mcnamaraThe recent death of Robert S. McNamara – the embattled former Secretary of Defense and chief architect of the Vietnam War under both the Kennedy and Johnson administrations – gave me cause to revisit the 2004 Errol Morris film The Fog Of War: Eleven Lessons From The Life Of Robert S. McNamara. The film is essentially a one-on-one sit down with McNamara (Morris appears only as a disembodied voice) on the subject of war – and ultimately the impossibility of being able to predict, with complete accuracy, the path that war will take (hence the ‘fog’). I had forgotten what an arresting film this is, both as a remarkable biographical documentation of a man who remains among the most hated figures in the history of U.S. politics, and as a portrait of someone who caused (either directly or indirectly) an enormous amount of hurt in his lifetime and has come, now near the end of it, to reevaluate what he has done. In many ways it is Morris’s most academic film, as its step-by-step presentation of McNamara’s testimony feels at times like a finely-tuned, scrupulously informed college lecture. But Morris also has a knack for pushing his subjects just far enough out of their comfort zones – his questions, when we do get to overhear them, are blunt and poignant without coming off as callous or insensitive. One of his greatest strengths as a documentary film maker has always been, in my opinion, that he seems able to establish a certain rapport with his interviewees without compromising his own journalistic integrity. His subjects rarely seem defensive. And while many of McNamara’s answers sidestep the greater moral questions of his legacy, there are a number of moments when he does actually break down, overcome with emotion. Throughout, he appears lucid and extremely bright, despite his advanced age, and the entire film is loaded with fascinating political anecdotes from his time in office. That he struggled with the legacy of a terrible war is evident; it is to Morris’s credit, however, that he refrains from over-editorializing McNamara’s side of the story, and that he maintains the film’s focus on the nature of war, and the lessons that McNamara seems to genuinely want to impart. The film’s powerful epilogue paints a haunting portrait of McNamara and the legacy of the Vietnam War: that this man, who had a greater role than any other in the war’s design and execution, is left hollowed out and nearly broken in its wake.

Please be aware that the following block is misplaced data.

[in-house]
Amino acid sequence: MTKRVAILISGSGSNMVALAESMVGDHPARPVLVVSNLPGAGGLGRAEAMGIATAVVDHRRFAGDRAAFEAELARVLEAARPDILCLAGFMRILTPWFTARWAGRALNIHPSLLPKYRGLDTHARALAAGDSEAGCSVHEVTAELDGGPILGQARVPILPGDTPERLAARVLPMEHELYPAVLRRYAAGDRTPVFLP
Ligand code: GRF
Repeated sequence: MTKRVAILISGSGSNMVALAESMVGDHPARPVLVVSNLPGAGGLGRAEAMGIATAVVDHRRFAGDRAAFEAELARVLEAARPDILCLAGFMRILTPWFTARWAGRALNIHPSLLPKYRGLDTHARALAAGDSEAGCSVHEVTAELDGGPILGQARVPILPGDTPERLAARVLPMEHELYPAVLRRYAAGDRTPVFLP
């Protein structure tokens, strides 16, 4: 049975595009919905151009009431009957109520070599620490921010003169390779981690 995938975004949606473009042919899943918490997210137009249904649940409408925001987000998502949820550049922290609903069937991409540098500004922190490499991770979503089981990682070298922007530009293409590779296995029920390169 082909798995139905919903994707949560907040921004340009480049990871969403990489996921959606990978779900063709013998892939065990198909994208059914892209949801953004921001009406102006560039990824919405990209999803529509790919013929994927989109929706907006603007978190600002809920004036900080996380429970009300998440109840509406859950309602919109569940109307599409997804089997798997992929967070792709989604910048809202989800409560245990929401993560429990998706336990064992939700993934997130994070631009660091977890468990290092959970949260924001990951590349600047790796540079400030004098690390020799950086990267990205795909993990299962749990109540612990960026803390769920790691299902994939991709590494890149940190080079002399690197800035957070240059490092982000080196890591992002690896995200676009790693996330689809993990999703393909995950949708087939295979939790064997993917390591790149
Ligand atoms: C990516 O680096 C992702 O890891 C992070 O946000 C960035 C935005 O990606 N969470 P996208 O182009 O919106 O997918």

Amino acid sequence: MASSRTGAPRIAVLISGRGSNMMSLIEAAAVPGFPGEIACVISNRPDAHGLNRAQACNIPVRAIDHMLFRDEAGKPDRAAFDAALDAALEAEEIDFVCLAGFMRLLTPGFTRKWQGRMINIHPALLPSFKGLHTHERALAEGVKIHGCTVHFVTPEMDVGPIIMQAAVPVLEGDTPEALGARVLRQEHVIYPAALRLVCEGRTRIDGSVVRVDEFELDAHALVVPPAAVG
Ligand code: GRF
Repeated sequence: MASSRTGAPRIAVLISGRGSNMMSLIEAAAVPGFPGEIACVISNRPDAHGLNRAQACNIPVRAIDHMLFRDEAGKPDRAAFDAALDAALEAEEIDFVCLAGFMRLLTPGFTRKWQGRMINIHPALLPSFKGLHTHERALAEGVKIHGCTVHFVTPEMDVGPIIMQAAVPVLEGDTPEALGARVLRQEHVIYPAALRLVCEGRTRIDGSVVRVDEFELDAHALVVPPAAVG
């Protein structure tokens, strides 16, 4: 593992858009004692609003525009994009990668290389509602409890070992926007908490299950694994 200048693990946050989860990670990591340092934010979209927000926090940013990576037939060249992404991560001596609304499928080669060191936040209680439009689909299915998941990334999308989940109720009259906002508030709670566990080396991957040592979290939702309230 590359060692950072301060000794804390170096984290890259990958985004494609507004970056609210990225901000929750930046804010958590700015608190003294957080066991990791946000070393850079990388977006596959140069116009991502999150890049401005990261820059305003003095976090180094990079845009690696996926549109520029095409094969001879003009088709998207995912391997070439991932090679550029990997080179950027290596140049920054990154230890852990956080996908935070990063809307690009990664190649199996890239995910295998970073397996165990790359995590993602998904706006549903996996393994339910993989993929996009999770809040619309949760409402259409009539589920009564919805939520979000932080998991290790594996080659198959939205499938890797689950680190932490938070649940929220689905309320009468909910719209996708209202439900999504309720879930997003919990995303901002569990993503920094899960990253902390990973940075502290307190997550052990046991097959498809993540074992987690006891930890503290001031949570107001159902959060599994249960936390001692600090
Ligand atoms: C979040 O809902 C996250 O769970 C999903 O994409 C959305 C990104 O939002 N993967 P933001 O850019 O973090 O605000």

UPDATE: Check out Errol Morris’s blog post on the legacy of Robert McNamara, “McNamara in Context.”

Toots – A Film About Toots Shor

toots2Now here’s a documentary that has it all. Toots Shor, saloonkeeper in New York City from the 40’s through the 60’s is profiled by his granddaughter, Kristi Jacobson. In the process, she delves into NY history as far back as 1900, using amazing archive photographs and newsreel footage. In addition to all these great materials to work with, she uncovered a lost, fortunately preserved oral taped interview with Shor made by an historian back in the 1970’s, when he was out of the limelight and near the end of his life. The story of Toots is told also from many perspectives in interviews that took years to gather. Entertainers, sports figures, newsmen, sports writers, novelists, and even gangsters are in the mix.  It is worth mentioning that this is a straight, no chaser documentary – meaning that although this is a personal film, Jacobson is not trying to reckon with a family member’s sordid past. There is no attempt to psychoanalyze anyone. However, he is shown warts and all, and still remains an interesting and admirable man of his times.

The man was a legend, and hearing the stories of various interview subjects is really where his story is told. It really makes you wish you had a chance to pop in for a drink or a meal at Toots Shor back in the day (really the 1950’s was the peak) andToots witness him joking around with Jackie Gleason or slapping Frank Gifford on the back. You pretty much could have, as well. Amazing as it seems now, there was an openness that you get a sense of – a lack of velvet-rope exclusivity that is really appealing. There is so much in this film you’ll want to watch it a couple of times. The original score by Mark Suozzo is absolutely brilliant, and puts you right in the times. The DVD also has a really informative and interesting commentary track with Jacobson in which she describes the process of making the film, where she got certain materials, etc. DVD Released Jan. 13,2009 on Indiepix.